Plantar Fasciitis is a painful inflammatory heel condition affecting the large ligament-type structure in the base of the foot that can cause arch pain and heel pain. The Plantar fascia can become thick and inflamed due to the irritation at its attachment, at the base of the heel. In some patients, small tears can develop and these people suffer with acute pain that can be excruciating. Sometimes, on x ray, heel spurs can be seen, but these are not usually the cause of the patients heel pain.
It should be noted that “Heel Spurs” is a misleading diagnosis that has been used by podiatrists and doctors for many years. More and more practitioners today are open to the fact that heel spurs are not the problem and that the spurs don’t cause the pain. Instead, the source of pain is the inflammation within the plantar fascia surrounding the spur itself.
Patient’s with plantar fasciitis usually feel pain under the ball of the heel and it can represent a stone bruise sensation. Arch pain is less common but is also a key symptom of plantar fasciitis. The heel pain is common first thing in a morning when climbing out of bed and after periods of rest, such as driving or being seated. The pain in the heel can be erratic and often, there are pain free periods when the person feels like they are healing. If there is a very sudden onset of pain, as opposed to a gradual onset, this may be due to tearing of the plantar fascia. It is important that the podiatrist differentiate between regular plantar fasciitis and plantar fascia tearing as the treatment is different. Ultra sound imaging may be necessary.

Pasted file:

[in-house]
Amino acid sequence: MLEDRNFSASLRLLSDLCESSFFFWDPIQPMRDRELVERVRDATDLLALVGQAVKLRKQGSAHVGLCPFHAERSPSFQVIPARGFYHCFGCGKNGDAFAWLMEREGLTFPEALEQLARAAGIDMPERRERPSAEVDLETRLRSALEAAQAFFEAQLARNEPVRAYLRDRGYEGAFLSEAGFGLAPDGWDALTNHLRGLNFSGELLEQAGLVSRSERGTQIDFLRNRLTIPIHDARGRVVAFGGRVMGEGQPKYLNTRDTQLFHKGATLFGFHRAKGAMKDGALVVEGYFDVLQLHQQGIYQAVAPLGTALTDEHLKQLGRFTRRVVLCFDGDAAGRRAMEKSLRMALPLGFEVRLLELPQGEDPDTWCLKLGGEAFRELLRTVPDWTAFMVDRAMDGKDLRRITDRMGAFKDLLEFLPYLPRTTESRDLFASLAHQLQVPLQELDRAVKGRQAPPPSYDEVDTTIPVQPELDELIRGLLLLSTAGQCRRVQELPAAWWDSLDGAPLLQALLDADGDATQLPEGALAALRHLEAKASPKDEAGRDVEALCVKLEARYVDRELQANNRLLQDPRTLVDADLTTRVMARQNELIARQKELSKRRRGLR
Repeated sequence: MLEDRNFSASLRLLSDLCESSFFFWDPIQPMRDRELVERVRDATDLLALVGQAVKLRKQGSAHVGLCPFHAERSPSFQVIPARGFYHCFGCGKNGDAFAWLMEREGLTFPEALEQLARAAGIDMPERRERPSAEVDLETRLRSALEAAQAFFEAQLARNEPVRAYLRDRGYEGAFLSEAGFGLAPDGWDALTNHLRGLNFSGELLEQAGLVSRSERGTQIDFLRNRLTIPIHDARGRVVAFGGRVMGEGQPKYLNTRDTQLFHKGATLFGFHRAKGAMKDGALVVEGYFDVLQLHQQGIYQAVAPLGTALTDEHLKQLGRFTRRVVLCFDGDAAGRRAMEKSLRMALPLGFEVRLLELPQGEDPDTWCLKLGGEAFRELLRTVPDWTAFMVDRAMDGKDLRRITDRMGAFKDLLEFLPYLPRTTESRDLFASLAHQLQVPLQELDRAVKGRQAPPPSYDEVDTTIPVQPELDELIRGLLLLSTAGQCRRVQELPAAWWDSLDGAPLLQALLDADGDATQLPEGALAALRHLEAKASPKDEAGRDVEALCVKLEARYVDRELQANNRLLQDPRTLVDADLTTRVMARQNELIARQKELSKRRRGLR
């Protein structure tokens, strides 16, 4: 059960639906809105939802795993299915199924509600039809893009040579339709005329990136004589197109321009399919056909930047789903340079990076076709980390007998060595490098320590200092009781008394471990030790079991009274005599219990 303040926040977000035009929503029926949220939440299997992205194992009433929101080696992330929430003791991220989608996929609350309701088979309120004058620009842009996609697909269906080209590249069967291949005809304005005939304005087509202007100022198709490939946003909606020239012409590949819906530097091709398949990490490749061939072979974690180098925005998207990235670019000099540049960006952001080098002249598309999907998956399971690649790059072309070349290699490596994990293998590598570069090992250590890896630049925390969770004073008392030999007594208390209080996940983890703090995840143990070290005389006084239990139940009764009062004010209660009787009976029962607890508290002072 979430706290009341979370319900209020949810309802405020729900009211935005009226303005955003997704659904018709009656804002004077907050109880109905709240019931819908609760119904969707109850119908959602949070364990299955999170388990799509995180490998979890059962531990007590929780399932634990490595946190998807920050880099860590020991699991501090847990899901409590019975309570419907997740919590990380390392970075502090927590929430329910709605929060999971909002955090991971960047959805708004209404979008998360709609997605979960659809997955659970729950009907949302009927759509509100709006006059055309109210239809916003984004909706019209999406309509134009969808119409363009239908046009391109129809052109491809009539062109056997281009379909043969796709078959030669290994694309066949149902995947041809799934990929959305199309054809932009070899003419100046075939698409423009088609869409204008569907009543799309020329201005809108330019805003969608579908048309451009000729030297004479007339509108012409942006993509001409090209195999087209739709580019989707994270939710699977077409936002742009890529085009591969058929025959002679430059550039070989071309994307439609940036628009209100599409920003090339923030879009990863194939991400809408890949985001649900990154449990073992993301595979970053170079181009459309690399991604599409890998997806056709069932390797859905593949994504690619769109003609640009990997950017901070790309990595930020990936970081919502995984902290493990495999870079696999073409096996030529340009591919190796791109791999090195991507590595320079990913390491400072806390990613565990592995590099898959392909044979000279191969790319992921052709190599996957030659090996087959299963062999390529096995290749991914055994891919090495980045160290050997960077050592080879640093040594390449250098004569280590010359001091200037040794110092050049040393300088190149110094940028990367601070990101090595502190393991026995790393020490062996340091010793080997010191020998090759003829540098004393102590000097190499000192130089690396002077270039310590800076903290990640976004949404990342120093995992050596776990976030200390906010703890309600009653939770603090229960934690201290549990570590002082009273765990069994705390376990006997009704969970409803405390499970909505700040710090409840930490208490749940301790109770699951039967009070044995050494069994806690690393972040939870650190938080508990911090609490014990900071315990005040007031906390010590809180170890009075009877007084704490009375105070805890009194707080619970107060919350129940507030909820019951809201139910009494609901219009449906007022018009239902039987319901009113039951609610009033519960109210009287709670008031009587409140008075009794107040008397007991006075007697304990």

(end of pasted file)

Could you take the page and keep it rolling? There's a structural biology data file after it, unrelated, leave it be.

Initially, these heel pain patients may feel a dull ache in the base of the heel. There may be an awareness of a problem in the afternoons, or after they have been weight bearing for long periods of time. It is possible that they feel some pulling in the Plantar Fascia, which they describe as a tightness in the arch or the sole of the foot.
Early treatment or intervention of plantar fasciitis, at this stage is crucial, and may inhibit the development a more chronic heel pain condition. Unfortunately, many patients ignore the early symptoms, presuming or hoping that the tightness or the dull ache in the heel will settle down and dissipate. In some people this is the case, but others can develop severe heel pain and/or chronic plantar fasciitis.